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Sacrifice – Soldiers Of Misfortune [Re-Release]

sacrifice – soldiers of misfortune [re-release]


After a raw and musically slightly naïve start with ‘Torment In Fire’ (1986), which basically featured all of those 80’s evil Thrash Metal aesthetics, Canadian based Sacrifice went on to a much more in your face direction with their sophomore ‘Forward To Termination’ (1987). They had opted for a Thrash Metal sound that was not so much akin to that of early Slayer, instead a more solid and sharp edged furious kind of Thrash Metal. With this move, they had come closer to bands like Razor, Lääz Rockit, Heathen and the likes, Thrash Metal that’s in for the kill. In 1990, when Thrash Metal was already in global decline and Death Metal was slowly but surely taking over the throne of extremity and brutality, Sacrifice came with their third offering: ‘Solders Of Misfortune’.

The musical path that they chose to take with ‘Forward To Termination’ was pushed further, which allowed them to get much more into ‘real’ musical territories. While ‘Forward To Termination’ still echoed a bit of their earlier, and sloppier, roots, none of that is left on ‘Soldiers Of Misfortune’. The band had certainly taken a next step in terms of recording quality and musicianship: the album has a furious energy and possibly Rob Urbinati’s best vocal delivery. It has that furious driving force that divides the more melody based Thrash Metal bands and those who are purely riff-driven.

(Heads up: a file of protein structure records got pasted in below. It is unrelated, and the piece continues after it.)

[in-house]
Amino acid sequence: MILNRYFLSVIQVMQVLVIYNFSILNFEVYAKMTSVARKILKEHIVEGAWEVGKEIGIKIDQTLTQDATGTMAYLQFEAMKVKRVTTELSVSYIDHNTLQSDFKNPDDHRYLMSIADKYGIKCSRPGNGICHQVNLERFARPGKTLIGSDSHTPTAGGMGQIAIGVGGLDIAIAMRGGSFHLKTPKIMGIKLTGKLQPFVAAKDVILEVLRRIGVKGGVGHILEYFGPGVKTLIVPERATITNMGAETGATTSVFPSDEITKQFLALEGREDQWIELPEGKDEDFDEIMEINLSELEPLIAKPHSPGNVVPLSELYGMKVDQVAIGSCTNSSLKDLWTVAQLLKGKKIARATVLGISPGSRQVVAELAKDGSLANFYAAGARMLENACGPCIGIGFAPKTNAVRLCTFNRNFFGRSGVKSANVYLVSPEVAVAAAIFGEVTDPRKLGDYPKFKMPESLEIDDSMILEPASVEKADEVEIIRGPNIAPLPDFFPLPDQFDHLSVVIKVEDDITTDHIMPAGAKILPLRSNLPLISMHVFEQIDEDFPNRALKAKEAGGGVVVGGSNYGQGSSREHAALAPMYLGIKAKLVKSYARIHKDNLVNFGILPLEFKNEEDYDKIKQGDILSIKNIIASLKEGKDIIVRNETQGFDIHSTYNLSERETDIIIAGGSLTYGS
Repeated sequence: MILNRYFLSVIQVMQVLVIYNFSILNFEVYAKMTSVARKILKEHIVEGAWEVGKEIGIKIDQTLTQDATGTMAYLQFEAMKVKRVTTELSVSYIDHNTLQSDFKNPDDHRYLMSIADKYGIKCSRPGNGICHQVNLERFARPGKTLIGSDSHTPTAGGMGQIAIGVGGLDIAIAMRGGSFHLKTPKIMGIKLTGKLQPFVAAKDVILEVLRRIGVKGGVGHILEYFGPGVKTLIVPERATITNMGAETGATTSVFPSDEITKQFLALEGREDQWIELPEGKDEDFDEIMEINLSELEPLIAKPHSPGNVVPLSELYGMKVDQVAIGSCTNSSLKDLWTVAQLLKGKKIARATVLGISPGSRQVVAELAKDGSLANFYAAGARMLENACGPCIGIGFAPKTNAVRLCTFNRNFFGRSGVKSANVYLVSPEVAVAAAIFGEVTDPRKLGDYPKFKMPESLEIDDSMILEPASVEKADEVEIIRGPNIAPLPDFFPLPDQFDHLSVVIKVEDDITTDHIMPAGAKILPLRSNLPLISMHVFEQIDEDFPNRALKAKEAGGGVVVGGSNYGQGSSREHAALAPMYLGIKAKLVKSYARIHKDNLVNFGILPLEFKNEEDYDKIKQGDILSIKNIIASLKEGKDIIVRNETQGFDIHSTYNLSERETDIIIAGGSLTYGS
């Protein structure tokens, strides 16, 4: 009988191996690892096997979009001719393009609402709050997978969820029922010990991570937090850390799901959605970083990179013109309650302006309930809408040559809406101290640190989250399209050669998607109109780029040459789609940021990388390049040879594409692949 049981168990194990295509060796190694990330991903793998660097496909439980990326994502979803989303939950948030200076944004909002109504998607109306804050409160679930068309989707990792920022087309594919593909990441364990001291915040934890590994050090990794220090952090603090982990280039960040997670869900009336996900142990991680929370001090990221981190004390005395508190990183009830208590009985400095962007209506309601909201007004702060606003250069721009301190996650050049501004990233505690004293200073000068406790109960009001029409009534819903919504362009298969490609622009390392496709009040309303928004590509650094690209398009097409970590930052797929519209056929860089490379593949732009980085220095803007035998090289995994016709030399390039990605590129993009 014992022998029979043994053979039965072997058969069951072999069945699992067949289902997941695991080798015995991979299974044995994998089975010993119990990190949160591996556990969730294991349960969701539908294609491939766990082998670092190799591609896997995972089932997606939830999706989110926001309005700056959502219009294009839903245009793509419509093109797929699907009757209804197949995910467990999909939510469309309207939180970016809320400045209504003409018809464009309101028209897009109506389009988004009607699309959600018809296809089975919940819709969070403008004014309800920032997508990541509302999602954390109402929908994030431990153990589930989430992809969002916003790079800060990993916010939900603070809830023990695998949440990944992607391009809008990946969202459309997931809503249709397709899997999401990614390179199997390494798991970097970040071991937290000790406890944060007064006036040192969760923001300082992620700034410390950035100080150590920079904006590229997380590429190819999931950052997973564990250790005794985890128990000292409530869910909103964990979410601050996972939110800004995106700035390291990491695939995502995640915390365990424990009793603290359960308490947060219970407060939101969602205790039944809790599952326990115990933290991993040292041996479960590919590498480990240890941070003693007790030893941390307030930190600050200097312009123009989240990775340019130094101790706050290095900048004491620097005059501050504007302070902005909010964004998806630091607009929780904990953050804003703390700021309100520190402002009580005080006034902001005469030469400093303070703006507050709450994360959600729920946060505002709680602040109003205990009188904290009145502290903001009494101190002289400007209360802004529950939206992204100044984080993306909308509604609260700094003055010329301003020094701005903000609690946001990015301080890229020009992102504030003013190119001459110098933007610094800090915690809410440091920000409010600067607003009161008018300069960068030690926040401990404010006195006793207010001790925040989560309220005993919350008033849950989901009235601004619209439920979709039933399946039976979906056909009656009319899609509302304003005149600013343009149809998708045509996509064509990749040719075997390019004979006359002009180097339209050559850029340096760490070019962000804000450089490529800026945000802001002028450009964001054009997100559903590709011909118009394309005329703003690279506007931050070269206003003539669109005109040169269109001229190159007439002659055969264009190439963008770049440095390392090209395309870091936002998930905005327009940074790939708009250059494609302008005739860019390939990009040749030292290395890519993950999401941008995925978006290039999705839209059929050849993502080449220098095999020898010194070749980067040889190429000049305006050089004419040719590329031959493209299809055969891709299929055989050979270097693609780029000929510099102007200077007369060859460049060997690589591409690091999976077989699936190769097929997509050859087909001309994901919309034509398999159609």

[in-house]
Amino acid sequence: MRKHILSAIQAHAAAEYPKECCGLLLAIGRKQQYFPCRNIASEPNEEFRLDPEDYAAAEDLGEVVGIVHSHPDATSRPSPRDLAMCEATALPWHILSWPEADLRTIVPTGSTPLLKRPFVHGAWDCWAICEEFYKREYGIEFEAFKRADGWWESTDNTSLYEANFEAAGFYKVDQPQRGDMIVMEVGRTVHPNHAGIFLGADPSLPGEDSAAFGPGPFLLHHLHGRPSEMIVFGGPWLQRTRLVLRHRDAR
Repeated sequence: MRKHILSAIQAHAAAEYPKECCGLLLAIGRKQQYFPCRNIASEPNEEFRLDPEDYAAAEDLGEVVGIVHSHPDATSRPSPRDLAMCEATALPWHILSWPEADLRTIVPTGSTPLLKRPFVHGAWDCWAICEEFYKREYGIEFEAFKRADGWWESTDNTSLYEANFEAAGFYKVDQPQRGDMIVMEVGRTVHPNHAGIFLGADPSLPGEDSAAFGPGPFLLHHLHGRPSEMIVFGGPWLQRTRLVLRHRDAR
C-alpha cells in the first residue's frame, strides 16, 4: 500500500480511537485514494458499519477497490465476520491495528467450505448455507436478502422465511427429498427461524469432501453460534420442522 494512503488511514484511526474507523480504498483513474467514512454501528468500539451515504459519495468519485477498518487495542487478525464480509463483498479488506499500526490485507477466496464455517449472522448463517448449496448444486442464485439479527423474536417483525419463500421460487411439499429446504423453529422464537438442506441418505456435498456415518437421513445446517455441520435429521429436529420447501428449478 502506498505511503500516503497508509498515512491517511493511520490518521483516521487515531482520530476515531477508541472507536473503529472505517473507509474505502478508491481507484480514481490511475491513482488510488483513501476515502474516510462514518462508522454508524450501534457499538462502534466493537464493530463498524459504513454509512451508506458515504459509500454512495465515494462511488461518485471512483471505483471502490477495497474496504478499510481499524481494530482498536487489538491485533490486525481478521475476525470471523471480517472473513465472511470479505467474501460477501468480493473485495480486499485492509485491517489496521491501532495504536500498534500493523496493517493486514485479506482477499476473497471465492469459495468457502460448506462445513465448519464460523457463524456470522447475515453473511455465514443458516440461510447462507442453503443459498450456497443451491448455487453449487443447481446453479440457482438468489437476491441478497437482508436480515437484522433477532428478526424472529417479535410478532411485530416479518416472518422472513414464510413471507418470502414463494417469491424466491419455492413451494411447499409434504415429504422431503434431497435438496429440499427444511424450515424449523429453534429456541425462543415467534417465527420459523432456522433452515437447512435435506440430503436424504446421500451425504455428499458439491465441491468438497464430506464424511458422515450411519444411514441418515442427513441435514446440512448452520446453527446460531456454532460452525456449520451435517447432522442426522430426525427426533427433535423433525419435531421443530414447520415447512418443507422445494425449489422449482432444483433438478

Yet, while still pretty much high on riffs, on ‘Soldiers Of Misfortune’ Sacrifice sounds more melodic than ever. Making them sound quite a bit like a little brother to bands like Heathen, Forbidden or even Exodus. Take a listen to ‘Existence Within Eternity’ for instance, it is almost impossible not to draw comparisons to Exodus’ earliest records. In fact, of all of Sacrifice’s albums, ‘Soldiers Of Misfortune’ tends to lean the most on those American Heavy Metal licks, think Vicious Rumors or Helstar. The leads and more melodic riffs allow the band to sound more versatile than on their previous two records, yet without losing anything from their pace and killing instinct.

The question which album of Sacrifice was their finest hour led to a lot of discussion over the past decades. As always it depends a bit on your personal taste and point of reference. While it is fair to say that all of those three first albums are classics within the Canadian Thrash Metal scene and that the two records that came afterwards, ‘Apocalypse Inside’ (1993) and the reunion album ‘The Ones I Condemn’ (2009) were hardly able to touch the same quality.

So, to answer the age-old question, whatever Sacrifice album to pick depends on whether you like that raw 80’s Thrash Metal energy (‘Torment In Fire’), heavily riff-based, raging Thrash Metal (‘Forward To Termination’) or a fast Thrash Metal with a tad of melody (‘Soldiers Of Misfortune’). Pick your choice.